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Buy Fruit cage net: Robust plastic 19mm mesh netting with reinforced edges. Ideal for constructing fruit cages or using loose to protect crops. Easy to work with and holds its shape.

Robust plastic 19mm mesh netting with reinforced edges. Ideal for constructing fruit cages or using loose to protect crops. Easy to work with and holds its shape.

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Gooseberry not produing fruits I have a gooseberry bush that bears no fruits, and have been told that I need a male and a female, is that correct? Do you supply both? Thank you. Wilhelm

Wilhelm Derner

Hello Wilhelm, These plants are self-fertile so they do not need a pollinating partner to produce fruit. The most likely reasons for your bushes not producing fruit will be one of the following. Not enough sun Lack of water Lack of nutrients Incorrect pruning No winter protection from birds Late frosts damaging the flowers I hope this helps. Helen Plant Doctor

Crocus Helpdesk

What is wrong with my Plum? I have a Victoria plum tree (fan trained) and this year there is quite a good crop of plums, but many have turned into something more like prunes - rather sticky and purple coloured, with off-white coloured spots all over. Is there anything that I can do about this, perhaps for next year?

David Ellis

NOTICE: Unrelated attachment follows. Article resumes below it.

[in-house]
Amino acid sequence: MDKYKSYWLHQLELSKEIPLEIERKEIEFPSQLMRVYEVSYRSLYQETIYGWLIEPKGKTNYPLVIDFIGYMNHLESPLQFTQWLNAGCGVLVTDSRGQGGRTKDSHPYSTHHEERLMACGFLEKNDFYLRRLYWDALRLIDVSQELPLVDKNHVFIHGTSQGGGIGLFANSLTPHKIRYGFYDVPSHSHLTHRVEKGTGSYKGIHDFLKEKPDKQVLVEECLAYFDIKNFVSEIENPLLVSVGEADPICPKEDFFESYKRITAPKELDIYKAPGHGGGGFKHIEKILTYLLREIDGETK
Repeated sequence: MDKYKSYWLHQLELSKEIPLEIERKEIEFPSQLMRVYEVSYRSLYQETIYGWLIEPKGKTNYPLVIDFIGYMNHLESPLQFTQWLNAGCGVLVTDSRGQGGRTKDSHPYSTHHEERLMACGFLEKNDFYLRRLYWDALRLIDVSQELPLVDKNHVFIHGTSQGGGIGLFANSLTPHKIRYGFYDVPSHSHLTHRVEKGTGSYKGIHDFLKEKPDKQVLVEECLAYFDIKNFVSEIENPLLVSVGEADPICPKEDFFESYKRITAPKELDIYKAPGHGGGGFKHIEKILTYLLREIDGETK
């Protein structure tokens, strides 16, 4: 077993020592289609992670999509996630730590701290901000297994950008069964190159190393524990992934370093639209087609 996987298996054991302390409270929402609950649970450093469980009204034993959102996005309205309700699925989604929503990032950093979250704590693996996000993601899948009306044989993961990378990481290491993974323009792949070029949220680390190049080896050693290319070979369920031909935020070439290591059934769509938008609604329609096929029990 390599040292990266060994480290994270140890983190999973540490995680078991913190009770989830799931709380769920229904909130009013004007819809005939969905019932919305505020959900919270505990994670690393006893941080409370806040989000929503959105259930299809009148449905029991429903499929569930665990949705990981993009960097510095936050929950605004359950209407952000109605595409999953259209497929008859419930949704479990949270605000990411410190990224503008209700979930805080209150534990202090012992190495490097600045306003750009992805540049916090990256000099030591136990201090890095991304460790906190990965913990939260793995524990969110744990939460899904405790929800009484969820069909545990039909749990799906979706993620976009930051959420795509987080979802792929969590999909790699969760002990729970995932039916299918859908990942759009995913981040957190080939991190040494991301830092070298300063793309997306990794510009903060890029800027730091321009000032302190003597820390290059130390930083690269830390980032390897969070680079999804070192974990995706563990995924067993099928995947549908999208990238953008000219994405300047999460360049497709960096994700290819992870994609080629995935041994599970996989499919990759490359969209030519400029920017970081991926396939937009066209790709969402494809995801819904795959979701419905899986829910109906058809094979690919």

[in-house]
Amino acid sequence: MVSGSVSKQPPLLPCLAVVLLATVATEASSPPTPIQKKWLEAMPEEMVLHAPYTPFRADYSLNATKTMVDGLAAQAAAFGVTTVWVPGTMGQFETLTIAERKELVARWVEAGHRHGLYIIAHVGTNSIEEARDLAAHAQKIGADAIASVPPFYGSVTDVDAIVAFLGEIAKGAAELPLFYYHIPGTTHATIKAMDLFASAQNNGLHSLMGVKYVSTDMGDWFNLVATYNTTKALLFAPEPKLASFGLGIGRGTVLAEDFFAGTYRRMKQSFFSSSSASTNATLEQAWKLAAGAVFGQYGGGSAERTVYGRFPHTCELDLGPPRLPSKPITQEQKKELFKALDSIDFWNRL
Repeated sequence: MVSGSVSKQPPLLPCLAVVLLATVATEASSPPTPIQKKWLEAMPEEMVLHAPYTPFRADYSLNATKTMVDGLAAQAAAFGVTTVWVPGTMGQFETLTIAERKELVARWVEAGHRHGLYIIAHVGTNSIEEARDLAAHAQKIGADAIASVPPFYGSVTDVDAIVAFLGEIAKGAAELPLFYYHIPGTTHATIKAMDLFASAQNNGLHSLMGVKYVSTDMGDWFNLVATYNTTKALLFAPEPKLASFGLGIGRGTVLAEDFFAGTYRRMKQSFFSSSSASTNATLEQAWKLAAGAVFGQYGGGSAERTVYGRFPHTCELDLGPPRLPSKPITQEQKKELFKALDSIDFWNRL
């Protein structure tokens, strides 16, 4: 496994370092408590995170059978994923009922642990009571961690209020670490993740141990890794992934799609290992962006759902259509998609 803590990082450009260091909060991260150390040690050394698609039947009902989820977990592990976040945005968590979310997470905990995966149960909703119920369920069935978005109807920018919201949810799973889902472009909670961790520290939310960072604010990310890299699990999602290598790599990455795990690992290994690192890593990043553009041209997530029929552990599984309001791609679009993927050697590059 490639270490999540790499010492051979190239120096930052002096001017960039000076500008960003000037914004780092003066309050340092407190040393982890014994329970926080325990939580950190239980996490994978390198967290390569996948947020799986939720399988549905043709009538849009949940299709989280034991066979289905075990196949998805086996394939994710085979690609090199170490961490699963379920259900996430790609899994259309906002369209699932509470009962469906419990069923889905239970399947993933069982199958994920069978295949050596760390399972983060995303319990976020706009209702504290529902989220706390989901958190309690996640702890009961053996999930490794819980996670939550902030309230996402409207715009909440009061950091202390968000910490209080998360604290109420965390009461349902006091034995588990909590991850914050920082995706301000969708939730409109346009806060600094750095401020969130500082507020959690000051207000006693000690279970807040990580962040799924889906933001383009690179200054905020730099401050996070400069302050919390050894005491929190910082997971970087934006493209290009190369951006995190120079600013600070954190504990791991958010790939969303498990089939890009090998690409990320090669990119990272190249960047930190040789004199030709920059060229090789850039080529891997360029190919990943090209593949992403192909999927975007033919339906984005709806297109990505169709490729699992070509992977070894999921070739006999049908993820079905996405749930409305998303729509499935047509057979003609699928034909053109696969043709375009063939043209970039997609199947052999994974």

It sounds like your plum may have Brown Rot. The Brown Rot fungi affects almost all top fruits, particularly apples, pears, plums, peaches and nectarines. The fungi Sclerotinia fructigen (on apples) and Sclerotinia laxa (on other host plants) gains entry through injured skin. This initial injury can be caused by pecking birds, cracking due to frost or irregular growth and scab infections. The fungus can spread to adjacent healthy fruit by direct contact, or by insects, birds or rain splash that has come in to contact with the source of infection. Fruit can also contract the disease in storage. DAMAGE Brown Rot occurs as brown decaying patches (which later bear white concentric rings of spores) on ripening fruits. Infected fruits usually drop off, but sometimes remain attached to the tree and become mummified. CONTROL There are no chemicals available to control this disease. However, preventative measures can be taken. All overwintering sources of infection should be removed and destroyed by the early spring. Fallen fruits, mummified fruits and the short section of the spur to which the fruit was attached should be removed and burned immediately. From May onwards the crop should be examined at regular intervals and any infected fruits should be destroyed. Avoid or minimise possible causes of injury to fruits by taking appropriate measures of pest control. Codling Moth is one of the major factors causing injury. The fungus gains easy entry into fruits through bird pecks and wasp bites. Netting will keep birds of the fruit and jam jars hung from trees can be used to trap wasps. Smear a small amount of jam inside the jar and fill it with soapy water. The fungus may also enter the fruit at the site of scab infection so control measures should be implemented against this disease. Fruit thinning will also reduce the spread of Brown Rot from one fruit to the other by contact. Fruit that is put in to storage should be unblemished and checked at regular intervals.


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